"I was going to be in 'The Big Sleep,' which was the sequel to 'Farewell,' except that they had already signed Sarah Miles, and so they didn't want me, Sylvia Miles, because they thought people would confuse us Mileses. Isn't that ridiculous? And so now I'm in this picture, and guess who else is in it? Sylvia Sidney. So I guess we Sylvias won't get confused, huh? It's a little known fact that I was named after Sylvia Sidney."

I made a note to check on that when I get back to Chicago. It turns out that if the Filmgoers' Companion can be trusted, Sylvia Miles can just barely have been named after Sylvia Sidney, since Sylvia Sidney made her first big picture in 1932, the year the Companion claims as the one for Sylvia Miles' birth. The source for this information is almost certainly Sylvia Miles.

"I've got two unreleased pictures in the can," Sylvia said. "One's called 'Shalimar,' with Rex Harrison, me, and John Saxon. The other one is 'Zero to 60,' with Darren McGavin. me, and Joan Collins. 'Zero' is directed by Don Weiss, the great auteur director of 'Ali Baba and the 40 Thieves.'"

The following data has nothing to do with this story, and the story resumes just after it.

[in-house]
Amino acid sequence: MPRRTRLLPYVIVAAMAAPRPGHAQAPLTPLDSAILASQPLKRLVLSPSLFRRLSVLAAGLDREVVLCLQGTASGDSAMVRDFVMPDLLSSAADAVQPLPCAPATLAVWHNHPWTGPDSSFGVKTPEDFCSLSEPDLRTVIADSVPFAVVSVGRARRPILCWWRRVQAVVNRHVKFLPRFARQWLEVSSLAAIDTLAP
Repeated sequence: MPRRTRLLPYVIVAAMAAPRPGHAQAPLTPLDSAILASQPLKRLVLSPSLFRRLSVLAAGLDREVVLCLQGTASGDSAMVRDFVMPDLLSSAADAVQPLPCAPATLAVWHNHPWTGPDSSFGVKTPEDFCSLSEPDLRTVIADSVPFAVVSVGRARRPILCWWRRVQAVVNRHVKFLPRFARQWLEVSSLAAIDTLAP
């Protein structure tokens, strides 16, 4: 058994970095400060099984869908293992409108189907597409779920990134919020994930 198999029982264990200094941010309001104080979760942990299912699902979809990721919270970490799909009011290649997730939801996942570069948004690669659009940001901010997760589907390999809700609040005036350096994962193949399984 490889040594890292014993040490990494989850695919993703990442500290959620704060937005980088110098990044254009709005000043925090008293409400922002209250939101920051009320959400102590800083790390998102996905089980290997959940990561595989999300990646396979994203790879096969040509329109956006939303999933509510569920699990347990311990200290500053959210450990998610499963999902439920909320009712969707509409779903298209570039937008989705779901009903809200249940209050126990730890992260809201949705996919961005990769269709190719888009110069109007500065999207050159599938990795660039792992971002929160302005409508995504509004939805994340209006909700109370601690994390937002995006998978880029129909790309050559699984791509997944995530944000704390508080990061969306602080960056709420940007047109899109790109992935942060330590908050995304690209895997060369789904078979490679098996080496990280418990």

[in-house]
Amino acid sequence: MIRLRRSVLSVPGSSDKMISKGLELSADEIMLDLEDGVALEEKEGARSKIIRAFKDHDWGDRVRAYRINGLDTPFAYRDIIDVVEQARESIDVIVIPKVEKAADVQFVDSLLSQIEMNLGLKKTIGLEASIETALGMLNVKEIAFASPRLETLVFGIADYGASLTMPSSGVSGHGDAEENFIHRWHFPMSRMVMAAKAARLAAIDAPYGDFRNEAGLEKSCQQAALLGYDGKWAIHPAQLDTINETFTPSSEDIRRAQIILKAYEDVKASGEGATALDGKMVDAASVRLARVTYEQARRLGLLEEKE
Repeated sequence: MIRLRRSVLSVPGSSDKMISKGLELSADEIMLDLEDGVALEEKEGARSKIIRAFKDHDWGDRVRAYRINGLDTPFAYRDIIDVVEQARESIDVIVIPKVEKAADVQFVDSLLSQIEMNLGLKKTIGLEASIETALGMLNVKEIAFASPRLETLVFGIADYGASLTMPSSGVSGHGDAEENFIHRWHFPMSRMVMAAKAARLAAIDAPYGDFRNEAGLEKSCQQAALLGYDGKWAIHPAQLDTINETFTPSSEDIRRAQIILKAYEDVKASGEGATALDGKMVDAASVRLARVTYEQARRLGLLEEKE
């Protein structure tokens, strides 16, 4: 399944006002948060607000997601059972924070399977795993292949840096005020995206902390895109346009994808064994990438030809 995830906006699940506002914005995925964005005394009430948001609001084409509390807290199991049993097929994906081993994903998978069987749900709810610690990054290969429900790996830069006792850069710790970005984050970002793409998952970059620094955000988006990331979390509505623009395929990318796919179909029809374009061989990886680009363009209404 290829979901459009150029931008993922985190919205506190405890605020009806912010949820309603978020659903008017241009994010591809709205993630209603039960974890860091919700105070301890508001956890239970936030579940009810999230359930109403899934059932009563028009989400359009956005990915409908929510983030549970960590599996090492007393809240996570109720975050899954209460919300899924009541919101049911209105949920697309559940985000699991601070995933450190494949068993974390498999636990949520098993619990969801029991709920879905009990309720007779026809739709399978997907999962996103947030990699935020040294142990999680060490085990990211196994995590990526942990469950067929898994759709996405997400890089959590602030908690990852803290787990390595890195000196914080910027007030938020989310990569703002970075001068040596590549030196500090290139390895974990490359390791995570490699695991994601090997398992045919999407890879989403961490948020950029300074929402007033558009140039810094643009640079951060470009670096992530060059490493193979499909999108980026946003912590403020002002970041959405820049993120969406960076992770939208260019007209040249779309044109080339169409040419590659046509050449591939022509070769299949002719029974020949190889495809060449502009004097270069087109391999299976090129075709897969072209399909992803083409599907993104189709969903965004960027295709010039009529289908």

I pulled out a copy of the "Hammett" press release to make a note of this information, and Sylvia asked to see it. She turned pale almost immediately. "Look at this!" she said.

I looked where she was pointing. It said that "Hammett" starred Frederic Forrest, Marilu Henner and Brian Keith. So? I asked.

"So where's MY name? It says in my contract, whenever and wherever the name of Brian Keith shall be displayed, I have to be named, too. Also, I have most-favored-nation status with Brian Keith."


"Most-favored-nation. That means that my name has to be in the same exact size and style of type as Brian Keith, or else."

Or else what?

"Or else I don't perform."

What would you do then?

"Florida, darling."

Roger Ebert

Roger Ebert was the film critic of the Chicago Sun-Times from 1967 until his death in 2013. In 1975, he won the Pulitzer Prize for distinguished criticism.